Originally Posted by TheGeekGolfer
a) oh, I guess pros with wedges always hit within a couple of yards where they are trying to hit it? FALSE
b) you can't tell where he is 'aimed' or his intentions from a TV shot, plus, you can't tell if it was 'struck cleanly'. - really, I'm sure you've hit a shot cleanly only for it to come up short and you wonder to yourself, "huh, what happened there?"
c) there are alot of golfers that don't react one way or another
d) please point me to where he 'indicated the opposite'
Conclusion - you are making an argument with nothing to back it up - again
I'm doing no such thing, thanks.
a) Kyle said he hit a good shot. Pros aren't so bad with their wedges that they miss by 40 feet, no. Within a couple of yards is a bit too narrow a range but not by a lot.
b) I can, actually. So can a lot of people. And from 100 yards, no, I haven't.
c) I disagree. I see most golfers react to a "poor" shot quickly.
d) Others have done this already, so I won't rehash the topic.
The point is that while each piece of evidence (except maybe d) doesn't stand on its own, as a whole, the sum easily overcomes reasonable doubt. Kyle Stanley (stupidly) hit the shot he was trying to hit.
Originally Posted by xxsoultonesxx
Iacas, do you believe in luck at all? Not enough data behind it? That seems to be the real debate here. Apparently 60% of sandtrappers are willing to chalk things up to luck and move on, and 40% need concrete details to create a series of technical conclusions.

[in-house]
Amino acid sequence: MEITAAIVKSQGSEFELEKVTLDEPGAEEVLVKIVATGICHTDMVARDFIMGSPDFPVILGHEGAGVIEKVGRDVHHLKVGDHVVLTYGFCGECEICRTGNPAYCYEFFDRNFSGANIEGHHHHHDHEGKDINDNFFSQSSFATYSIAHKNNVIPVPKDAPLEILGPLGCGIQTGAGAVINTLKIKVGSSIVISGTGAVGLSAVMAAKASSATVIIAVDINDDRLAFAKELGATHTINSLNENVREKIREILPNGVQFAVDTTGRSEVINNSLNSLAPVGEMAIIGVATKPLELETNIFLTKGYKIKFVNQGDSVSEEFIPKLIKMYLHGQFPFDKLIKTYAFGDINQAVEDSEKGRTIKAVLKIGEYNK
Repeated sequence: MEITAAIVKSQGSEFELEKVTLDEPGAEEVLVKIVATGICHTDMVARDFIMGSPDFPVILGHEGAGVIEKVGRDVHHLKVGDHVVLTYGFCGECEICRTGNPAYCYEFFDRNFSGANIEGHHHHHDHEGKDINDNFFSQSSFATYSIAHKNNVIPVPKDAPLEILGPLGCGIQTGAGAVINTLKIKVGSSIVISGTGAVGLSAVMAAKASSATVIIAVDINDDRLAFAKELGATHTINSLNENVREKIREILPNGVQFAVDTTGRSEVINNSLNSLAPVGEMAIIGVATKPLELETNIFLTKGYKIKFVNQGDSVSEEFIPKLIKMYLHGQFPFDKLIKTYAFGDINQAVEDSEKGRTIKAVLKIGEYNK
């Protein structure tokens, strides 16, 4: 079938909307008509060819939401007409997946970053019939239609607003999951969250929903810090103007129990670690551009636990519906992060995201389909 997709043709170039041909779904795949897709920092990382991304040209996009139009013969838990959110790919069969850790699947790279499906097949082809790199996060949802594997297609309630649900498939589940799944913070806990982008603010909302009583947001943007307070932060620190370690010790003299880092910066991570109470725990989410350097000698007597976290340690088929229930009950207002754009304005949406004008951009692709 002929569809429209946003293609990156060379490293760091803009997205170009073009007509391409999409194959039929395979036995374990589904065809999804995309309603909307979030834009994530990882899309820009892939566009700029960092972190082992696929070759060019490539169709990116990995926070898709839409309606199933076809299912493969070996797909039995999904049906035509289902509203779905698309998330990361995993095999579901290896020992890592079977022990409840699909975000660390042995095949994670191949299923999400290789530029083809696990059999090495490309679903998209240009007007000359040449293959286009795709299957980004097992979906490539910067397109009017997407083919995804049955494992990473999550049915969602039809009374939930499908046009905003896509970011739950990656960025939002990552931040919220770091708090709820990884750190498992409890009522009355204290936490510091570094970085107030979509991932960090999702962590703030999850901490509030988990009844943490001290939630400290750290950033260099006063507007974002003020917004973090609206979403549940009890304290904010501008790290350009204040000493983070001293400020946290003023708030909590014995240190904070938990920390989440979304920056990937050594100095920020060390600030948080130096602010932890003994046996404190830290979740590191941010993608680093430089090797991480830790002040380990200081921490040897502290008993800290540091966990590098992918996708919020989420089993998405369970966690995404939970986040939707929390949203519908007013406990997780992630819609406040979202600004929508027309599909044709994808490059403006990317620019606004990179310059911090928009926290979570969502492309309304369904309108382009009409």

I think I've been fairly clear in my definition of luck. Luck is when the likely outcome does not occur. Snedeker's ball not bouncing off the cliff because it strikes a TV tower is luck, Stanley's shot rolling back as everyone would expect it to is not luck.
Originally Posted by NCGolfer
Him saying "Thought I had a pretty good shot" would indicate (to me at least) that he hit it where he wanted to...which was the wrong place given the shelf and increasing the chance of water on the shot. All Erik is arguing here is that he should have hit the ball to the fat part of the green and just, at worst, three-jacked it in from there.
I don't see any luck in this at all. It was simply a poor decision to aim at the part of the green that brought the most trouble into play.
Yep. Except that he even had FOUR shots to get down from the fat part of the green. He'd be lying three there. :)
Originally Posted by zipazoid
So how is that a meltdown? As you said, he had a wedge in his hands & hit the shot he wanted to hit. So he went thru his calculations, came to a conclusion on the shot he wanted to hit, then hit it exactly that way, I'm not seeing how that equates to him throwing the tournament away or a meltdown - he didn't fail to execute, he didn't hit some butt-ugly chunk into the water or airmail the green. He landed it, roughly, within feet of where he intended. Now, based on the results, you can say, bad decision. But a meltdown? No.
I feel I've been clear on this. He choked, and as with choking, meltdowns are mental in my book. He mentally vacated the premises and chose a stupid shot. Tin Cup melted down. He chose a stupid shot. He too pulled it off (physically) really well, but it was still a meltdown because the mental side was absent. He didn't think clearly.
Disagree all you want, but until we're given a definition and instead asked to rely on our own, I can only answer the question as I see it.
And no, Tom Watson didn't have a meltdown in my opinion, nor did he have the option of hitting to the fat part of the green, avoiding all trouble, and four putting for the win.